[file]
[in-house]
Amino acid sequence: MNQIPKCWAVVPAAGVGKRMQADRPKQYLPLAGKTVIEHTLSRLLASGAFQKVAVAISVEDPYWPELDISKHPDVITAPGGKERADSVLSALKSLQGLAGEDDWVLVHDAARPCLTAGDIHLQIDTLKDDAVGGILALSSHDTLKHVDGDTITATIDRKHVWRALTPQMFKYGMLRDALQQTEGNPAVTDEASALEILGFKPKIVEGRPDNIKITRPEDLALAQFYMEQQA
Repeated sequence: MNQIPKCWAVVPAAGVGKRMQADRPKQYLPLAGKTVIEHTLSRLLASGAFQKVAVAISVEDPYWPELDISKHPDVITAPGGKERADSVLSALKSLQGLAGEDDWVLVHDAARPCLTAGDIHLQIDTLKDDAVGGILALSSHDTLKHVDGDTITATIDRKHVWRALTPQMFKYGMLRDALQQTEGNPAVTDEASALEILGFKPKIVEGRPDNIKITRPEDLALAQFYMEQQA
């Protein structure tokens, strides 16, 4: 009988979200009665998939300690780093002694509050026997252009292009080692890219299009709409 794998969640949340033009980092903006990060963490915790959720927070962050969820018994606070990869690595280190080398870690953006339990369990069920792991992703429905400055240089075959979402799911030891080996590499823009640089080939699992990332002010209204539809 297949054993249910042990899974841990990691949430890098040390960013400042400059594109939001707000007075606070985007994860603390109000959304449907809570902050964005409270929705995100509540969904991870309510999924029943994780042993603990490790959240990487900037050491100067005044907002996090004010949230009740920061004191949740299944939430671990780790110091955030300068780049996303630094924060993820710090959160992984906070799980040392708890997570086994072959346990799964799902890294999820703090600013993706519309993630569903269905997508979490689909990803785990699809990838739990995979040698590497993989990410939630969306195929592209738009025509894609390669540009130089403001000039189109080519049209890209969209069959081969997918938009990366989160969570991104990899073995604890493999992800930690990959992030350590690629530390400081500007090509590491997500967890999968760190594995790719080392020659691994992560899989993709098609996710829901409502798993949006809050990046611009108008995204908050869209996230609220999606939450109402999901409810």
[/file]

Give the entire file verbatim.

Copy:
[in-house]
Amino acid sequence: MNQIPKCWAVVPAAGVGKRMQADRPKQYLPLAGKTVIEHTLSRLLASGAFQKVAVAISVEDPYWPELDISKHPDVITAPGGKERADSVLSALKSLQGLAGEDDWVLVHDAARPCLTAGDIHLQIDTLKDDAVGGILALSSHDTLKHVDGDTITATIDRKHVWRALTPQMFKYGMLRDALQQTEGNPAVTDEASALEILGFKPKIVEGRPDNIKITRPEDLALAQFYMEQQA
Repeated sequence: MNQIPKCWAVVPAAGVGKRMQADRPKQYLPLAGKTVIEHTLSRLLASGAFQKVAVAISVEDPYWPELDISKHPDVITAPGGKERADSVLSALKSLQGLAGEDDWVLVHDAARPCLTAGDIHLQIDTLKDDAVGGILALSSHDTLKHVDGDTITATIDRKHVWRALTPQMFKYGMLRDALQQTEGNPAVTDEASALEILGFKPKIVEGRPDNIKITRPEDLALAQFYMEQQA
């Protein structure tokens, strides 16, 4: 009988979200009665998939300690780093002694509050026997252009292009080692890219299009709409 794998969640949340033009980092903006990060963490915790959720927070962050969820018994606070990869690595280190080398870690953006339990369990069920792991992703429905400055240089075959979402799911030891080996590499823009640089080939699992990332002010209204539809 297949054993249910042990899974841990990691949430890098040390960013400042400059594109939001707000007075606070985007994860603390109000959304449907809570902050964005409270929705995100509540969904991870309510999924029943994780042993603990490790959240990487900037050491100067005044907002996090004010949230009740920061004191949740299944939430671990780790110091955030300068780049996303630094924060993820710090959160992984906070799980040392708890997570086994072959346990799964799902890294999820703090600013993706519309993630569903269905997508979490689909990803785990699809990838739990995979040698590497993989990410939630969306195929592209738009025509894609390669540009130089403001000039189109080519049209890209969209069959081969997918938009990366989160969570991104990899073995604890493999992800930690990959992030350590690629530390400081500007090509590491997500967890999968760190594995790719080392020659691994992560899989993709098609996710829901409502798993949006809050990046611009108008995204908050869209996230609220999606939450109402999901409810």